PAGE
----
A new study by researchers across the country suggests that marijuana legalization could be beneficial in countering widespread opioid abuse.
PITTSBURGH — The academic journal Health Economics recently published a brand new study that suggests that when a state legalizes marijuana, opioid abuse will be reduced.
“As of 2021, roughly a third of Americans now live in a state with a recreational cannabis law (RCL). Recent evidence indicates RCLs could be a harm reduction tool to address the opioid epidemic,” reads the study. “We conclude that, while cannabis liberalization may offer some help in curbing the opioid epidemic, it is likely not a panacea.”
The researchers include Dr. Coleman Drake of the Graduate School of Public Health at the University of Pittsburgh (Pitt), in the U.S. state of Pennsylvania. Drake is an economist and an assistant professor at Pitt’s Department of Health Policy and Management.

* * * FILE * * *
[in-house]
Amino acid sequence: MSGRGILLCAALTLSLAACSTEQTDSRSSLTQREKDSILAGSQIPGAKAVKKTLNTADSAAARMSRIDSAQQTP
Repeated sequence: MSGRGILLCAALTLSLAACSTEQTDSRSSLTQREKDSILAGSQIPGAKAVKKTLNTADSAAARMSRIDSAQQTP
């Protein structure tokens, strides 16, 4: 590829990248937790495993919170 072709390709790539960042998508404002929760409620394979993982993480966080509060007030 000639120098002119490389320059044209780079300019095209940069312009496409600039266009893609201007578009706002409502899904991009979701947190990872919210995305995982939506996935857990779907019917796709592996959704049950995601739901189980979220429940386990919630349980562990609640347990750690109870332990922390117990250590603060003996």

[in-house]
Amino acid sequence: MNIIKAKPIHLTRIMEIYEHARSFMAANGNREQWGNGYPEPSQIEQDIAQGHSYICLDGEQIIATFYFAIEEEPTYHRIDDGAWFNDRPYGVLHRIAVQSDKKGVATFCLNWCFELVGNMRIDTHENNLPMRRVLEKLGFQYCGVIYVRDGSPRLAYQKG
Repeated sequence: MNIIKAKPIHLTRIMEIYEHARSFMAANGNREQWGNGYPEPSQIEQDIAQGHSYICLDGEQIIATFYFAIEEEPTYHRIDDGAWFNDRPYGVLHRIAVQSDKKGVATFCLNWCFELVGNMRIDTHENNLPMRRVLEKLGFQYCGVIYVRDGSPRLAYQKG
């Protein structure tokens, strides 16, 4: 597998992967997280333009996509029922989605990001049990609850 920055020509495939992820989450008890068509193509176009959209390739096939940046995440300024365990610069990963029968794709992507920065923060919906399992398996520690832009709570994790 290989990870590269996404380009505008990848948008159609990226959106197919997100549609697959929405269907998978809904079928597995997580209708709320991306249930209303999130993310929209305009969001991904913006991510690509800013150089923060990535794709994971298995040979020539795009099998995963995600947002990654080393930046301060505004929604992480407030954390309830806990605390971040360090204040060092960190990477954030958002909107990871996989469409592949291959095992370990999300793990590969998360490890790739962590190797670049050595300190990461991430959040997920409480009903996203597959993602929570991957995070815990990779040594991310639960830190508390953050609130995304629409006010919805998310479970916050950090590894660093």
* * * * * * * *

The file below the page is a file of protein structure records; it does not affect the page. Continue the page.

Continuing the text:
The local news website TribLive.com spoke to Dr. Drake about the potential impact of his study’s findings.
“It suggests that recreational cannabis legalization could be an effective tool to help not only reduce opioid use but also to reduce the health implications that stem from opioid use, one of them being overdoses,” said Drake in a statement to journalist Natasha Lindstrom. “That’s potentially exciting and promising.”
“I would hope that policymakers in states that have not yet legalized recreational cannabis would take a look at this closely,” Drake added. Drake’s study considered data that depicted opioid-related emergency room visits. Those visits dropped by at least 7.6 percent within one year of cannabis legalization for adult residents in four subject states.
These states feature data from California, Nevada, Maine, and Massachusetts. Drake further described that the research should not be taken as a so-called “silver bullet” to stemming the opioid abuse epidemic still raging through the United States. Rather, the findings in the study could be “another arrow in the quivers” of regulators and legislators looking for options to combat the broader crisis of drug abuse.